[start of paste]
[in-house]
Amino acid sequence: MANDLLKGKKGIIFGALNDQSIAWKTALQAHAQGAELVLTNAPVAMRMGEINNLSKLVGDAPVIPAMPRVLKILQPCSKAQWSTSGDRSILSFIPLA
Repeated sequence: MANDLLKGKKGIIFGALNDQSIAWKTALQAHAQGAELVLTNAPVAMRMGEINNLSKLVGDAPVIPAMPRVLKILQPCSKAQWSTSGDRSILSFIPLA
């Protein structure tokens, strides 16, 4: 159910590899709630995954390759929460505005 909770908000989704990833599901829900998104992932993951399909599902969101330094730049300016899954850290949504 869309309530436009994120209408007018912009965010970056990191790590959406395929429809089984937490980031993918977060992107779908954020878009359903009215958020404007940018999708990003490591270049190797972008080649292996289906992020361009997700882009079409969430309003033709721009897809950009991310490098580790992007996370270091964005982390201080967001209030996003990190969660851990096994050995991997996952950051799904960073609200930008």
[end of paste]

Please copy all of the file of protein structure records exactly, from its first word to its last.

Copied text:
[in-house]
Amino acid sequence: MANDLLKGKKGIIFGALNDQSIAWKTALQAHAQGAELVLTNAPVAMRMGEINNLSKLVGDAPVIPAMPRVLKILQPCSKAQWSTSGDRSILSFIPLA
Repeated sequence: MANDLLKGKKGIIFGALNDQSIAWKTALQAHAQGAELVLTNAPVAMRMGEINNLSKLVGDAPVIPAMPRVLKILQPCSKAQWSTSGDRSILSFIPLA
């Protein structure tokens, strides 16, 4: 159910590899709630995954390759929460505005 909770908000989704990833599901829900998104992932993951399909599902969101330094730049300016899954850290949504 869309309530436009994120209408007018912009965010970056990191790590959406395929429809089984937490980031993918977060992107779908954020878009359903009215958020404007940018999708990003490591270049190797972008080649292996289906992020361009997700882009079409969430309003033709721009897809950009991310490098580790992007996370270091964005982390201080967001209030996003990190969660851990096994050995991997996952950051799904960073609200930008």